Earlier this month, jobless claims had reversed much of the move lower that occurred throughout the fall when they topped out at 892K, the highest level since early September.  Last week saw a significant improvement as claims fell back down to 806K and the improvements continued this week with a further drop to 787K.  That was much better than expectations which had been calling for an increase to 835K.  With the back to back declines over the past couple of weeks, claims are healthier but need to fall another 76K to take out the pandemic low of 711K from the first week of November.  To move back below the pre-pandemic record high of 695K from 1982, claims would need to fall 92K from current levels.  In other words, in spite of the past couple of weeks’ improvements, claims are going to kick off 2021 at what are still elevated levels both historically and relative to the lows of the past few months.

On a non-seasonally adjusted basis, this week similarly marked a solid improvement as claims fell from 872.8K down to 841.1K.  That was the third week in a row that the unadjusted number was lower, but claims by this measure too have much further to go until they are back to their post-pandemic low of 718.5K from the last week of November; over 100K below current levels.

With the addition of other programs, namely Pandemic Unemployment Assistance (PUA) which extends jobless benefits to the likes of the self-employed and independent contractors, the picture is largely the same.  Total initial claims between regular state and PUA programs totaled 1.149 million this week, down from 1.27 million last week. Both programs drove those declines with the regular state program accounting for 31.7K of that decline and an even larger 88.7K decline coming from PUA claims.  Once again, while total claims between these programs have declined in back to back weeks, it is still off the past few months’ lows.  We would also note in regards to the PUA program, the original provisions in the CARES Act set the program to close to new applicants at the end of the year, but with the relief bill signed over the weekend, this program will be extended through March 14th.  The same also applies to the Pandemic Emergency Unemployment Compensation Program which adds another 13 weeks of payments to those who have exhausted regular state benefits.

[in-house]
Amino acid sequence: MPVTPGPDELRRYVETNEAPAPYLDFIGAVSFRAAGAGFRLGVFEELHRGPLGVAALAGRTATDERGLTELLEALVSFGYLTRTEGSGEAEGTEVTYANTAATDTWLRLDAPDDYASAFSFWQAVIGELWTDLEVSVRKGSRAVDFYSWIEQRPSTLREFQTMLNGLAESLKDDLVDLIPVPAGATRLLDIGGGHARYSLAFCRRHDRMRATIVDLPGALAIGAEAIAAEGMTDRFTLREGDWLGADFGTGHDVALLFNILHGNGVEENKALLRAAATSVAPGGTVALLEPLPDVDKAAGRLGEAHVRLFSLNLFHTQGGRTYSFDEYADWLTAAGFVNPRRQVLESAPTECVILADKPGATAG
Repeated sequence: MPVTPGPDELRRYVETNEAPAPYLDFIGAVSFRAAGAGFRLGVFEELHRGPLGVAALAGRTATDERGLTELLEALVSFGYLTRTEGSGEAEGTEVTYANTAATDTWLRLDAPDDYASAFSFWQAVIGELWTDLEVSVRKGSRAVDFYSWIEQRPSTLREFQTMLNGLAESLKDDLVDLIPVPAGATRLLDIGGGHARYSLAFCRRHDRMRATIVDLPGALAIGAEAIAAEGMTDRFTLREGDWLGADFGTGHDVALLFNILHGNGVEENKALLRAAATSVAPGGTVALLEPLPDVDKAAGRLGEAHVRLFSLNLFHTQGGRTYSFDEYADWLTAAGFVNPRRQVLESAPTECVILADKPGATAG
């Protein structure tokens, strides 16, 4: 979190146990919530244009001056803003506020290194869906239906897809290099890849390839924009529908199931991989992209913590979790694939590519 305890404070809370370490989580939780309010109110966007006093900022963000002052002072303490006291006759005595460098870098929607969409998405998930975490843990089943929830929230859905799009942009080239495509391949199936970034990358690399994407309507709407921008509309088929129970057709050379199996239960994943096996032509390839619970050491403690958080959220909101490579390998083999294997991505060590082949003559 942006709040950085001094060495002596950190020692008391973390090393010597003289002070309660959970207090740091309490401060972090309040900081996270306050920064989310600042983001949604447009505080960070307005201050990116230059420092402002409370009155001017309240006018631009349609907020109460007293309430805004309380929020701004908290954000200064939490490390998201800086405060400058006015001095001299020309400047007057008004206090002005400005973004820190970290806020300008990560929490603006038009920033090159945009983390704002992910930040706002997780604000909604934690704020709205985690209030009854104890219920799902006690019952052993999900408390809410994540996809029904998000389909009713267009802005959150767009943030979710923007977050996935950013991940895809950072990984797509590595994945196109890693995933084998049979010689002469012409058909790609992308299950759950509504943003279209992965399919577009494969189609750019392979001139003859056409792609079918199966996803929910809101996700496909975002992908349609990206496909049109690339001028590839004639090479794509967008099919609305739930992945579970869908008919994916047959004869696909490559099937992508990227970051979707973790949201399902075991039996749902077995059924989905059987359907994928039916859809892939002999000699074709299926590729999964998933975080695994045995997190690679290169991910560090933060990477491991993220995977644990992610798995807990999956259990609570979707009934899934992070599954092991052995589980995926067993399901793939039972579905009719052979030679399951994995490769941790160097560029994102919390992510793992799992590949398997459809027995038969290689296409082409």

As we have noted over the past few weeks, even though initial claims have been somewhat elevated (albeit improving) recently, continuing claims have uninterruptedly trended lower.   Continuing claims came in at 5.219 million for the week of December 18th; the lowest level since March.  With another decline this week, looking at the past half-year, seasonally adjusted continuing claims have fallen week over week for 22 of the past 26 weeks.  Additionally, unlike seasonally adjusted initial claims which remain well above the pre-pandemic high, continuing claims have now fallen more than 1 million below the peak from the Global Financial Crisis years.

Including all programs for continuing claims adds another week’s lag to the data meaning the most recent week’s reading would be for December 11th. This more complete picture shows further broad declines in the number of people receiving jobless benefits. The total across all programs fell back below 20 million and sits just off the pandemic low of 19.077 million from the week of November 20th. Declines in the PUA program were the main driver dropping by more than 800K. Regular state claims experienced a much smaller 62.8K decline that same week.  As we have frequently made mention of in recent months, while overall claims have improved, extension programs account for a growing share of existing claims. In fact, in the most recent week’s data, 29% of all claims were for extension programs. That was up roughly 1.5 percentage points from the previous week and set a new high for the pandemic.  Some of that increased share is thanks to further declines in regular state and PUA programs. On the other hand, whereas PEUC claims were actually lower (-20.38K), a larger uptick in the Extended Benefits program (+89.83K) made up for the difference and added share of these types of programs. Click here to view Bespoke’s premium membership options for our best research available.

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